Research Interests
oxalate handling and synthesis and its relationship to health and disease


Dr. Holmes studied calcium handling in a slime mold that was a multinucleated giant cell for his PhD studies in Biochemistry at the Australian National University, graduating in 1978. On moving to the University of Illinois at Champaign-Urbana he investigated the role of calcium and membrane perturbations in heart disease. Subsequently on joining the faculty at Wake Forest University in 1987 his focus shifted to examining calcium and oxalate handling associated with calcium oxalate stone disease. Major achievements while there were in establishing the role of dietary oxalate in stone disease, cloning the gene causing the rare disease, Primary Hyperoxaluria Type 2, identifying mutations in patients, and in clarifying the biochemical pathways associated with hepatic oxalate synthesis.

Research Summary

Our current research focuses on biochemical pathways associated with oxalate synthesis. Aspects under investigation include the clarification of the steps involved, determining how the pathways are regulated and how they can be modulated, and identifying perturbations that cause disease. Pathways under consideration are the metabolism of hydroxyproline, the metabolism of the peroxidation product, glyoxal, and the breakdown of vitamin C. A particular disease-causing perturbation under investigation is a futile glycolate cycle that is associated with Primary Hyperoxaluria Type 1 and generates hydrogen peroxide. We propose that this impairs mitochondrial function. Model systems are used in these investigations and include human studies, the use of genetically modified mice and cell culture. Important techniques used are HPLC, ion chromatography coupled to mass detection, Western blotting, and confocal microscopy. Monitoring the metabolism of isotopically-labeled oxalate precursors infused in humans and mice will continue to be an important research tool.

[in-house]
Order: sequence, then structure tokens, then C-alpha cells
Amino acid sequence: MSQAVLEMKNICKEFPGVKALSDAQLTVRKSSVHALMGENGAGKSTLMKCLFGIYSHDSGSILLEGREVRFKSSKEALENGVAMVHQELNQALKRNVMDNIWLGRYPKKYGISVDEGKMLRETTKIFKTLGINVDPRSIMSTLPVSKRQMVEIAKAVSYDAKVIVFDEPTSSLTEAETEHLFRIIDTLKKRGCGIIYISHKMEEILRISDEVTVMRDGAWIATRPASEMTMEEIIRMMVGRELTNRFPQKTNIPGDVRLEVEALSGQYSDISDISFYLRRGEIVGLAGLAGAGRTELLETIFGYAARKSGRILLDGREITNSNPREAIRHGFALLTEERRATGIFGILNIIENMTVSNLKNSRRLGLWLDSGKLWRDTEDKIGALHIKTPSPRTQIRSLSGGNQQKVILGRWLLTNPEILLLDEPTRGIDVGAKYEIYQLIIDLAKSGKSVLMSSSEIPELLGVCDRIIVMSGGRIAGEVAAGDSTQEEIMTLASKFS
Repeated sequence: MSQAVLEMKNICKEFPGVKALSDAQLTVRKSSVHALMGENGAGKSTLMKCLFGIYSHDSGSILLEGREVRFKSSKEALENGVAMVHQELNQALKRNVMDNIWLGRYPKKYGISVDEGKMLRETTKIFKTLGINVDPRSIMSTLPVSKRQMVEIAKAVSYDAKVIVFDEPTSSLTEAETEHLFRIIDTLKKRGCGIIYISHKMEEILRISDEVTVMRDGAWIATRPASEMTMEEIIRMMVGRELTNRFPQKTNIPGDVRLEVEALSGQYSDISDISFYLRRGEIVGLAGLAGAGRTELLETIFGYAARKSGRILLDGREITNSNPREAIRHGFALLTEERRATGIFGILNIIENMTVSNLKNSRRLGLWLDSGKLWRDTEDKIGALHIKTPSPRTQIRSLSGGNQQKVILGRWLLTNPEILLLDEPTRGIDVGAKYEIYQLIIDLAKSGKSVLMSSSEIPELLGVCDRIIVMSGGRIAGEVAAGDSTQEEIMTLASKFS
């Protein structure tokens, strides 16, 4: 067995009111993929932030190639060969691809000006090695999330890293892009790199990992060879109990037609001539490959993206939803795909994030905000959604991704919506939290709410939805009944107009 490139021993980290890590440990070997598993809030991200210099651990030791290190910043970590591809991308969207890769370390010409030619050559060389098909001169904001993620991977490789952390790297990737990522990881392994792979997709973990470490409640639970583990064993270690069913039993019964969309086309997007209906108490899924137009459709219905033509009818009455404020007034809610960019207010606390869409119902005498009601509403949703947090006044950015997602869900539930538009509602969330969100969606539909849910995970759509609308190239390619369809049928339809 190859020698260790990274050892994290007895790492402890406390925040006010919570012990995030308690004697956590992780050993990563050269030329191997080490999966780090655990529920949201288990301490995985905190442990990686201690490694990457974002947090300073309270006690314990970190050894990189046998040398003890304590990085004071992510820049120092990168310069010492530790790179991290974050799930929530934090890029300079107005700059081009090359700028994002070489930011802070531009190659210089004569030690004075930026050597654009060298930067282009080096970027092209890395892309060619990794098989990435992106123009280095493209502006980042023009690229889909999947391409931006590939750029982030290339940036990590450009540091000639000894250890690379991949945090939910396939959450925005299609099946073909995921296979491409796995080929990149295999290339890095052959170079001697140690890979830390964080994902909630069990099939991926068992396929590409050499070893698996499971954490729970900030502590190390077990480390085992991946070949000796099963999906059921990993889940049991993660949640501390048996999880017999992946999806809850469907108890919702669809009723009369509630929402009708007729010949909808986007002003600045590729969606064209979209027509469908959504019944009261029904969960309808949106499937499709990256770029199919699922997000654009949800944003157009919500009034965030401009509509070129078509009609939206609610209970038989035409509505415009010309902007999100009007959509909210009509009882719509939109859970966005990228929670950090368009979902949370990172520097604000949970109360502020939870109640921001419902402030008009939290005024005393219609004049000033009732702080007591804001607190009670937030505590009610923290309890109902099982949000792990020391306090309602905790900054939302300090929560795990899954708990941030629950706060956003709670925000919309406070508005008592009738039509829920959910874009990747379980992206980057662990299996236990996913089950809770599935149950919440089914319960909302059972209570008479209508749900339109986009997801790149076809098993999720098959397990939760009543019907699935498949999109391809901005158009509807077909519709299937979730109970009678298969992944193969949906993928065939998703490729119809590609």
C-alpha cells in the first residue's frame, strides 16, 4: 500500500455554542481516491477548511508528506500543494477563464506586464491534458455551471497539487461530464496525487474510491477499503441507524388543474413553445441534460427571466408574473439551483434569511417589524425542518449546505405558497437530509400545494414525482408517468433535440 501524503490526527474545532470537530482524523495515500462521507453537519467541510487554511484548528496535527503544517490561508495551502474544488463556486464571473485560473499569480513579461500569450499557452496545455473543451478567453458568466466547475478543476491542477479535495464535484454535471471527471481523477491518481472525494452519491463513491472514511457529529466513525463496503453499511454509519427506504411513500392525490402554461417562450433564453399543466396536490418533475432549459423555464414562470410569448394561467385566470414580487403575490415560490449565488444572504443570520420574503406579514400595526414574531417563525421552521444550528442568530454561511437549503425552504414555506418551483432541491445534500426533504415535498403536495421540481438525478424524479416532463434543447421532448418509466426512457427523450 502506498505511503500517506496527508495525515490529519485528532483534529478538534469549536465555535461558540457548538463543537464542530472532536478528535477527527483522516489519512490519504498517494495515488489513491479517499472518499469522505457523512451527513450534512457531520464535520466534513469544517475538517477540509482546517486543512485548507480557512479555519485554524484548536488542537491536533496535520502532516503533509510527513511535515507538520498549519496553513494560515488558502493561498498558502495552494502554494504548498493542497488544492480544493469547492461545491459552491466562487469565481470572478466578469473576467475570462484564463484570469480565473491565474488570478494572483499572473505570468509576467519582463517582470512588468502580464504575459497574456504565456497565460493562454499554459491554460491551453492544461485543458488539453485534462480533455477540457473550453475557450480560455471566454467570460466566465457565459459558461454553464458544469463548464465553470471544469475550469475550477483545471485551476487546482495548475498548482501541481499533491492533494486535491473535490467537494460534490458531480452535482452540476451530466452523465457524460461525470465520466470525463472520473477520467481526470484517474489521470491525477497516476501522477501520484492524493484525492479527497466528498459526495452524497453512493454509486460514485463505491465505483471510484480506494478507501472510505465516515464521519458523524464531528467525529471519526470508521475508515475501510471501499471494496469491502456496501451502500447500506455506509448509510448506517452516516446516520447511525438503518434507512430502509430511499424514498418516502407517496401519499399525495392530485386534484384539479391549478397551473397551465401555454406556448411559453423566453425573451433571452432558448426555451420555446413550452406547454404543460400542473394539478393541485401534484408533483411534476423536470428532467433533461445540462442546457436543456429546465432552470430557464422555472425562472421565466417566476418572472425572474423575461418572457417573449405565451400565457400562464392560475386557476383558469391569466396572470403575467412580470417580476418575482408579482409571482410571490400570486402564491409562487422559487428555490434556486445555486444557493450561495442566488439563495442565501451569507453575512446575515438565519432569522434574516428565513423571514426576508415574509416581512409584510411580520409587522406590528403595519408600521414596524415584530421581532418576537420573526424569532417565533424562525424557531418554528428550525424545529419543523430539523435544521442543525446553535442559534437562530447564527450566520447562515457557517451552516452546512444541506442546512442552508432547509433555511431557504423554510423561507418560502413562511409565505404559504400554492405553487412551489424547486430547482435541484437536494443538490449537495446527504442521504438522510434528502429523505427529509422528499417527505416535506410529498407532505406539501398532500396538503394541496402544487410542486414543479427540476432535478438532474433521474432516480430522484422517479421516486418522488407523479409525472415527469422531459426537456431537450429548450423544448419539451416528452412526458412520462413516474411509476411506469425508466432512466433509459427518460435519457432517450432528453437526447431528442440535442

Australian National University, Ph.D.

Postdoctoral Training
University of Illinois at Champaign-Urbana

Institutional Activities

  • Graduate Biomedical Science Faculty (GBS)

      • Biochemistry and Structural Biology

      • Cell, Molecular & Developmental Biology

      • Pathobiology & Molecular Medicine

  • Appointment in Nephrology and Training Center

Society Memberships

  • Research on Calculus Kidney Kinetics (R.O.C.K) Society

  • American Society of Nephrology

  • American Society for Biochemistry and Molecular Biology

  • American Association for the Advancement of Science

Contact Information

816 Kaul Genetics Building